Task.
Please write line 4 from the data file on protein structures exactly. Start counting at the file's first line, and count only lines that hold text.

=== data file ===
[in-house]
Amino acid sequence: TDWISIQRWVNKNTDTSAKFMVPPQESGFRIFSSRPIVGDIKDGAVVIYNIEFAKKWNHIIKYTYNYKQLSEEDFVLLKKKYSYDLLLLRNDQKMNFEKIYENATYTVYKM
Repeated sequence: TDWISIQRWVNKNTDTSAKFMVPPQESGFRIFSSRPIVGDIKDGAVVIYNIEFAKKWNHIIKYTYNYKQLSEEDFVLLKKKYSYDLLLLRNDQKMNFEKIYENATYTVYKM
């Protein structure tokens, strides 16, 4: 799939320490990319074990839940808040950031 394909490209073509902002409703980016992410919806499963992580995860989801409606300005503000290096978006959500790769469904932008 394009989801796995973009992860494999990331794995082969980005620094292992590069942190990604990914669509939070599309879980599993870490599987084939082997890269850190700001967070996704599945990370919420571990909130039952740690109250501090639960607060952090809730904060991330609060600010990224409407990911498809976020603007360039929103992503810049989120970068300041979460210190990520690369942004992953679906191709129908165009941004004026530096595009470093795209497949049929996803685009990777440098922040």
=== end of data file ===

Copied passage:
């Protein structure tokens, strides 16, 4: 799939320490990319074990839940808040950031 394909490209073509902002409703980016992410919806499963992580995860989801409606300005503000290096978006959500790769469904932008 394009989801796995973009992860494999990331794995082969980005620094292992590069942190990604990914669509939070599309879980599993870490599987084939082997890269850190700001967070996704599945990370919420571990909130039952740690109250501090639960607060952090809730904060991330609060600010990224409407990911498809976020603007360039929103992503810049989120970068300041979460210190990520690369942004992953679906191709129908165009941004004026530096595009470093795209497949049929996803685009990777440098922040």